Category: News ArchiveHits: 888
We begin with GamesIndustry.biz, where there is some commentary from associate producer Kimberly Weigend, too:
"When we submitted to the age ratings boards, we didn't know what was going to happen, but we're really happy to report that they're letting everything through for all the countries so every country that plays this game is going to get the same experience," she told us.
The implication is that perhaps the new game is tamer in its humour than the previous outing, but Weigend assures us that this is not the case.
"We really didn't hold anything back with The Fractured But Whole," she says. "We worked very closely with Matt and Trey to tell their story - and they obviously don't hold back as well."
That is to say, it seems to take everything The Stick of Truth did well – namely, making you feel like you were playing a 12-hour version the brilliant two-decade-old Matt Stone and Trey Parker-scripted animated series – and fix the areas that needed improving. Those areas are, primarily, the combat system and the class system.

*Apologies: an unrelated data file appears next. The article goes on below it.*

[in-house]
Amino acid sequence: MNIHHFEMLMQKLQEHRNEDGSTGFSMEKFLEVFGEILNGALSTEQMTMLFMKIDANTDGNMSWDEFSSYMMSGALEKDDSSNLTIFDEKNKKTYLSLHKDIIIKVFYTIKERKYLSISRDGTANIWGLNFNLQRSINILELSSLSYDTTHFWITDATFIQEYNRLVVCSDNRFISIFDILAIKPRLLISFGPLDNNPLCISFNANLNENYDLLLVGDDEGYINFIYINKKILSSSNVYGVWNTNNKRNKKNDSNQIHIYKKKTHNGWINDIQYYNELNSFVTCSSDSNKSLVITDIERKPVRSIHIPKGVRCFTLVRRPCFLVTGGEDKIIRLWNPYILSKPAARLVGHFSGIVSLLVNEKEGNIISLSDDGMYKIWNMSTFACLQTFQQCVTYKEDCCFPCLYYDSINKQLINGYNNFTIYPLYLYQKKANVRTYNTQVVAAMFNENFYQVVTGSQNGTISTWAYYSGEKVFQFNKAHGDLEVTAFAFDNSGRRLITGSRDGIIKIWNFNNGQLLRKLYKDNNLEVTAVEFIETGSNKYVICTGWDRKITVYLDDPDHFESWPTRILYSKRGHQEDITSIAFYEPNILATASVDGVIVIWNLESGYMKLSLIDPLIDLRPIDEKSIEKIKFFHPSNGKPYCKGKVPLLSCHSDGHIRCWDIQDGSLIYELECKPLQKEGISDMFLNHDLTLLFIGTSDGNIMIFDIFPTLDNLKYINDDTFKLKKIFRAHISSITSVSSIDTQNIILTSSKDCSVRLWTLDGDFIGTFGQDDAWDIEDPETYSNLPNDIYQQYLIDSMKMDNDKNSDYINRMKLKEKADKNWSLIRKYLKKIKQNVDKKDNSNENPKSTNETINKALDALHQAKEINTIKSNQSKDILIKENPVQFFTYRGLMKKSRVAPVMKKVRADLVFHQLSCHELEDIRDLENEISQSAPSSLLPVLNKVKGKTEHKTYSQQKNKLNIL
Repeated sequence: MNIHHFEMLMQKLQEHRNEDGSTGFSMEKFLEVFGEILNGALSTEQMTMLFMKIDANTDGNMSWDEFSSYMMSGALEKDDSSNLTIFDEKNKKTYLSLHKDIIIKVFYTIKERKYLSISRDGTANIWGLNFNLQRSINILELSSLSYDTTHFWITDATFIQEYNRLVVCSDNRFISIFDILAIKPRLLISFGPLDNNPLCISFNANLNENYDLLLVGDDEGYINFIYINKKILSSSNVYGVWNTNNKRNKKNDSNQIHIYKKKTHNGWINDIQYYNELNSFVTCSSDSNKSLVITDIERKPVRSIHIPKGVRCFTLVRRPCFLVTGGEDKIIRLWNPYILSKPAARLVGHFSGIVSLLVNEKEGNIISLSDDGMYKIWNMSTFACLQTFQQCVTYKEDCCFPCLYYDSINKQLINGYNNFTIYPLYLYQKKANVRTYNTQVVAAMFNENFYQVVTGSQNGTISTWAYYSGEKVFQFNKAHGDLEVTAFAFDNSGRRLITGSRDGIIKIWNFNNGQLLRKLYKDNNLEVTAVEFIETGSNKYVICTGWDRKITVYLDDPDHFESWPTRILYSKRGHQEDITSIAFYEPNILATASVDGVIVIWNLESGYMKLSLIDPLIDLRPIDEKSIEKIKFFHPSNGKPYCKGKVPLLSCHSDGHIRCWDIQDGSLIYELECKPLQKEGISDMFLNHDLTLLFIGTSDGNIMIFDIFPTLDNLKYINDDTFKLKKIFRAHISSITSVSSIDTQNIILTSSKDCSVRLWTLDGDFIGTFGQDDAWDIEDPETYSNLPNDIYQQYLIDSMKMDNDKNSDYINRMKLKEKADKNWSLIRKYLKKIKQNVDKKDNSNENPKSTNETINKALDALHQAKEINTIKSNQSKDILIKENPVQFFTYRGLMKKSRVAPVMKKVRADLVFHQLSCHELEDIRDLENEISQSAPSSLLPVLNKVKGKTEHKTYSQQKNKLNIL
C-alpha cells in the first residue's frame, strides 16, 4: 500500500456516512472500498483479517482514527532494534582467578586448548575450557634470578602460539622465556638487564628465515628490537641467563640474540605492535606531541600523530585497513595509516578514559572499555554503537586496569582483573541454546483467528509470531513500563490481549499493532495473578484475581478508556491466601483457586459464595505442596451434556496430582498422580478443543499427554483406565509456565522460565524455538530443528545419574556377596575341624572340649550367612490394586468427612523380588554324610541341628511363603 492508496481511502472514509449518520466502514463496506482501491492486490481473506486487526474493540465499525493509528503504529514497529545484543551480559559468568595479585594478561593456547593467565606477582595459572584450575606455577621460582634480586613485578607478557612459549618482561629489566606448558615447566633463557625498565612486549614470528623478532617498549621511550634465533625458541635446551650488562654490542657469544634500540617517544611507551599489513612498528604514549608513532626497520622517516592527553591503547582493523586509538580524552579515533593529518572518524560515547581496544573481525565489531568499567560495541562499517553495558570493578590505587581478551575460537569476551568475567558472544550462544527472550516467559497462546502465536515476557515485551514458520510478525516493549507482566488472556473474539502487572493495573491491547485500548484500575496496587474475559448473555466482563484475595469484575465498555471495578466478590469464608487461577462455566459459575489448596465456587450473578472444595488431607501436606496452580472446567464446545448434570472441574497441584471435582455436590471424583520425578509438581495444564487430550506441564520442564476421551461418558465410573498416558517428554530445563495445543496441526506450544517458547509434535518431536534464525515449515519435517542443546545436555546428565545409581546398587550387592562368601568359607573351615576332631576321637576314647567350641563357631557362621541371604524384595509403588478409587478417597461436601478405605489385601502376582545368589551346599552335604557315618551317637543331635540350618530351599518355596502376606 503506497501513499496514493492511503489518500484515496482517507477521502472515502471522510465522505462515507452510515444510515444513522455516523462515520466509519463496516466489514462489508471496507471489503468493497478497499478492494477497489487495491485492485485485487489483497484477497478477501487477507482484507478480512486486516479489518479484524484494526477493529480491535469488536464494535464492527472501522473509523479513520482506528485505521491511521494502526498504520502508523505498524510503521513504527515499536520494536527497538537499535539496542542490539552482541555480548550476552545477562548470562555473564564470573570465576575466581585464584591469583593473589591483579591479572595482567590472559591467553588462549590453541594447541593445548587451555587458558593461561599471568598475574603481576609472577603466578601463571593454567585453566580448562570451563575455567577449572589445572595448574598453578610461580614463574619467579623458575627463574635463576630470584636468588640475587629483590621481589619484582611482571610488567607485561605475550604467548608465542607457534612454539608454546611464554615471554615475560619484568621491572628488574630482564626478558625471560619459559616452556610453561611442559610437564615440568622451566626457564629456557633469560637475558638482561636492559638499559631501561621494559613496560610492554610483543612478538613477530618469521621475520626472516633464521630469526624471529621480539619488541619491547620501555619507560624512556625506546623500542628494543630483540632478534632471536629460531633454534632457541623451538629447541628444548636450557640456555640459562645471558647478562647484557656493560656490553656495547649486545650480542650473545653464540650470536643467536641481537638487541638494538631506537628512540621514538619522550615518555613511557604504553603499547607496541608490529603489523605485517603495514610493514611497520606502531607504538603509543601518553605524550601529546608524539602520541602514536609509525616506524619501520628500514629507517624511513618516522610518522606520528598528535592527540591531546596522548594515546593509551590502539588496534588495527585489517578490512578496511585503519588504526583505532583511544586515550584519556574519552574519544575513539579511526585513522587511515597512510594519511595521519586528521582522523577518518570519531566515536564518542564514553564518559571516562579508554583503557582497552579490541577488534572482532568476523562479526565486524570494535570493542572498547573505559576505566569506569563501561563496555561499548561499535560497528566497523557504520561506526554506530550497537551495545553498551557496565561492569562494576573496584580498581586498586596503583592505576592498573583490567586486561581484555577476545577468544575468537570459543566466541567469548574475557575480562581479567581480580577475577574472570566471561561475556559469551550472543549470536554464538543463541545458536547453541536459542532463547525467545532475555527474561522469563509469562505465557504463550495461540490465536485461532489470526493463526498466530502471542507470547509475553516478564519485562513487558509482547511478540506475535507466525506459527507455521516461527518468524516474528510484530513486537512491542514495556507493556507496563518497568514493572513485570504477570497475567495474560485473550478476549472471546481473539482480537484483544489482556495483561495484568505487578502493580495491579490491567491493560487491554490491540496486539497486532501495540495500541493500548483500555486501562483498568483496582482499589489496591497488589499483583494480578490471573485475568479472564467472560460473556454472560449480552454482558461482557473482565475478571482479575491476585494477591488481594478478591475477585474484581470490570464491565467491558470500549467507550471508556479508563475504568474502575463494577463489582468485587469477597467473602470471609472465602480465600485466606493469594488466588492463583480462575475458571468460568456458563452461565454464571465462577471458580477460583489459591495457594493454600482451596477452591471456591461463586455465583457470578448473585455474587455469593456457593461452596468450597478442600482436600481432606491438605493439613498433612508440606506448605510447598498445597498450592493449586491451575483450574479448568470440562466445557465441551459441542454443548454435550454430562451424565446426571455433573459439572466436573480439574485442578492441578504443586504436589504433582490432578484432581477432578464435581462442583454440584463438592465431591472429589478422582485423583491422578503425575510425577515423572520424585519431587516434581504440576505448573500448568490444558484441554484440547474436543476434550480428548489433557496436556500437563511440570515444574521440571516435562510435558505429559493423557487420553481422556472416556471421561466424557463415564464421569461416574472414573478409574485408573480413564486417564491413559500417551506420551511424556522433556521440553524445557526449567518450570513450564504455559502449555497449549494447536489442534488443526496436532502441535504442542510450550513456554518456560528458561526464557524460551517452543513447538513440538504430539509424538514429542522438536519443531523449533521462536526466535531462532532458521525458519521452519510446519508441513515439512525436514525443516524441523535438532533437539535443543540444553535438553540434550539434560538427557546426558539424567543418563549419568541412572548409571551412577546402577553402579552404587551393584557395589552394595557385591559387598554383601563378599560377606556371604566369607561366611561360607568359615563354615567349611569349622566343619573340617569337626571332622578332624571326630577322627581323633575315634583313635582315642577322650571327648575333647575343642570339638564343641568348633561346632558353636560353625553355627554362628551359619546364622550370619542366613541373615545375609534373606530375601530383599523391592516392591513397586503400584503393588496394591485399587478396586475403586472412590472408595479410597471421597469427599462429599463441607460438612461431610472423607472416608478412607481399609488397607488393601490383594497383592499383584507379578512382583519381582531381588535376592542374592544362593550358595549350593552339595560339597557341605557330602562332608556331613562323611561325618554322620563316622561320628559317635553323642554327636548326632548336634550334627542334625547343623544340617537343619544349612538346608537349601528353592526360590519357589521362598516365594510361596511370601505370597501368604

In The Fractured But Whole, whose premise involves the kids of South Park Elementary pretending to be Marvel-vs.-DC-style dueling superhero cinematic universes, the Paper Mario-style turn-based combat has been given added depth, primarily in the form of a grid system that governs both movement and attacks during battle. The tutorials do a good job of walking you through the finer points without feeling overwhelming – no doubt with an eye towards catering to The Stick of Truth players who are otherwise not RPG die-hards – and they don’t drag on overly long. The fact that I’m currently playing Mario + Rabbids: Kingdom Battle, another turn-based strategy offering, no doubt helped make my transition even easier.
The real joy in The Fractured But Whole doesn't come from the RPG dressings themselves, but the way they've been built around the universe of the TV show. For example, one of the first tasks you're given is to add followers to your Instagram-like Coonstagram account. This involves pestering people to have a selfie taken with you, and results in a feed of characters' posts and comments on each other's pictures. It simultaneously provides an impulse for exploring and “collecting” various people in the town; serves as a communication hub for quests; and is a funny pisstake of the social capital given to Likes and follows.
The player is free to wander into almost everyone's home, and much of my hands-on time was spent poking around for environmental jokes in people's drawers and bathrooms. You're also able to use their toilet via a thumb-pad-twiddling mini-game, which is diverting but gets old quickly. There also isn't a great deal of variety in the homes, at least in those opening hours, so it will be interesting to see how The Fractured But Whole mixes up its environments later on.